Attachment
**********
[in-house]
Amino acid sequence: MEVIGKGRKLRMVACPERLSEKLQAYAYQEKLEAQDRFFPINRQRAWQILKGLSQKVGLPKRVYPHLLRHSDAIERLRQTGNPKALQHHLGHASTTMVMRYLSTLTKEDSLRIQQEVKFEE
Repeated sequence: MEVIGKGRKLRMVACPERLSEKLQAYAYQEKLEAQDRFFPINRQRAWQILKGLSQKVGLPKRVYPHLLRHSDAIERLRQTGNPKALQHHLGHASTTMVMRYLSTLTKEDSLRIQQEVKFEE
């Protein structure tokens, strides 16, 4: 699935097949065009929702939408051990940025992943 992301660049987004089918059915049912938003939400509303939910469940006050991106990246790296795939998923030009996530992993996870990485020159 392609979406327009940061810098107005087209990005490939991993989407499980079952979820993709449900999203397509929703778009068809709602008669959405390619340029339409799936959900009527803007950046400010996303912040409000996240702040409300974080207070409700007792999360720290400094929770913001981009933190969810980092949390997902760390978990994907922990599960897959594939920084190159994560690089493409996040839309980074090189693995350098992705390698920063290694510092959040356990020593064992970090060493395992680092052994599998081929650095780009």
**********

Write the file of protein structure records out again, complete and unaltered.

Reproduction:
[in-house]
Amino acid sequence: MEVIGKGRKLRMVACPERLSEKLQAYAYQEKLEAQDRFFPINRQRAWQILKGLSQKVGLPKRVYPHLLRHSDAIERLRQTGNPKALQHHLGHASTTMVMRYLSTLTKEDSLRIQQEVKFEE
Repeated sequence: MEVIGKGRKLRMVACPERLSEKLQAYAYQEKLEAQDRFFPINRQRAWQILKGLSQKVGLPKRVYPHLLRHSDAIERLRQTGNPKALQHHLGHASTTMVMRYLSTLTKEDSLRIQQEVKFEE
């Protein structure tokens, strides 16, 4: 699935097949065009929702939408051990940025992943 992301660049987004089918059915049912938003939400509303939910469940006050991106990246790296795939998923030009996530992993996870990485020159 392609979406327009940061810098107005087209990005490939991993989407499980079952979820993709449900999203397509929703778009068809709602008669959405390619340029339409799936959900009527803007950046400010996303912040409000996240702040409300974080207070409700007792999360720290400094929770913001981009933190969810980092949390997902760390978990994907922990599960897959594939920084190159994560690089493409996040839309980074090189693995350098992705390698920063290694510092959040356990020593064992970090060493395992680092052994599998081929650095780009």